Jewish leader praises ‘religious tolerance’ in Russia
Russian Chief Rabbi Berel Lazar said on Wednesday that Israelis and Palestinians could follow the example of Russia, where all religions live in peace. He stressed that people of different faiths live as friends in the country.
Speaking at a meeting of representatives of the country’s religious associations alongside Russian President Vladimir Putin, Lazar noted that “there is peace between Christians, Muslims, Jews, Buddhists - all religions and all peoples” in the country. He insisted that such a model is an example for the whole world.
The rabbi said that national unity is a unique feature of Russia. “We feel peace and mutual respect between people of different nations, different cultures, different confessions all the time,” he added.
During the meeting, Putin recalled Moscow’s position on the Palestinian-Israeli conflict, which is based on the UN Security Council’s decisions to establish two independent sovereign states – Israel and Palestine. The president again expressed his condolences to the families of the victims of the October 7 attack on Israel by the Palestinian militant group Hamas but added that “innocent people should not be held responsible for crimes committed by others.”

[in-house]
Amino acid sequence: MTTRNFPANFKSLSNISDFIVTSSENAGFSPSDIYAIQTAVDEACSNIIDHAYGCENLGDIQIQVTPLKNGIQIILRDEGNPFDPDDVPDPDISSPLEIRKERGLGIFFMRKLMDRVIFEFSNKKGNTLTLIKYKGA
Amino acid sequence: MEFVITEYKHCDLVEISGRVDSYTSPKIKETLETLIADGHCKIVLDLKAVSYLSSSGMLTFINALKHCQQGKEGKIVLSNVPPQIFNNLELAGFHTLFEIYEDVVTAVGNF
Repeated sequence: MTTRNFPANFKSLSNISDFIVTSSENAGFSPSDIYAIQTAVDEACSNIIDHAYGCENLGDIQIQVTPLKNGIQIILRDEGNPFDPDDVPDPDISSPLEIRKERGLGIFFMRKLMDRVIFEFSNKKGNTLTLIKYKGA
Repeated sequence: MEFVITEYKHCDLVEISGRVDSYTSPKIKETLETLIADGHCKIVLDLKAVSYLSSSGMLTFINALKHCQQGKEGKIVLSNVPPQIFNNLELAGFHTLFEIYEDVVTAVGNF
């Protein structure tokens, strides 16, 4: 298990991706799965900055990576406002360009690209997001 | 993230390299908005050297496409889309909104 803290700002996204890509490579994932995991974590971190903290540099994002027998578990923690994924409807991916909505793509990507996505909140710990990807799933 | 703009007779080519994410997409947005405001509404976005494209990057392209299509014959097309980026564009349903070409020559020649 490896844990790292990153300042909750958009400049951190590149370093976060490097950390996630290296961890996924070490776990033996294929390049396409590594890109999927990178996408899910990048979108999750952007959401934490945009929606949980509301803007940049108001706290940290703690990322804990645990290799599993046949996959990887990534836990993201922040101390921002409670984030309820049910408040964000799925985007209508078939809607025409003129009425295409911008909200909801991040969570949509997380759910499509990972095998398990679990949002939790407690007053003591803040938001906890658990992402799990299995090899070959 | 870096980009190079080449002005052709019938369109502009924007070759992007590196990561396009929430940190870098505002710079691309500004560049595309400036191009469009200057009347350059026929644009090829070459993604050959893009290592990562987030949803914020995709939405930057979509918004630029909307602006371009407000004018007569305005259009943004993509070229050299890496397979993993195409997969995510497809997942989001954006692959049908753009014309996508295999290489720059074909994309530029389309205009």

The fight against terrorism cannot be conducted according to “the infamous principle of collective responsibility,” the Russian leader said, referring to the situation in Gaza, where Israel has launched a massive bombing campaign and imposed a blockade on food, fuel, and electricity in response to the attack.
The main goal now is to stop the bloodshed and violence; otherwise, further escalation of the crisis will have dire consequences not only for the Middle East region, Putin said.
Gaza has been under a total blockade by West Jerusalem since Hamas launched its surprise attack on Israel over two weeks ago. The Palestinian enclave does not have access to water, electricity, fuel, and medical supplies, while the Israel Defense Forces (IDF) continues to carry out daily airstrikes.
According to the Gaza Health Ministry, the death toll in the territory has exceeded 7,000, including nearly 3,000 children. Israeli officials reported more than 1,400 casualties from the Hamas attack.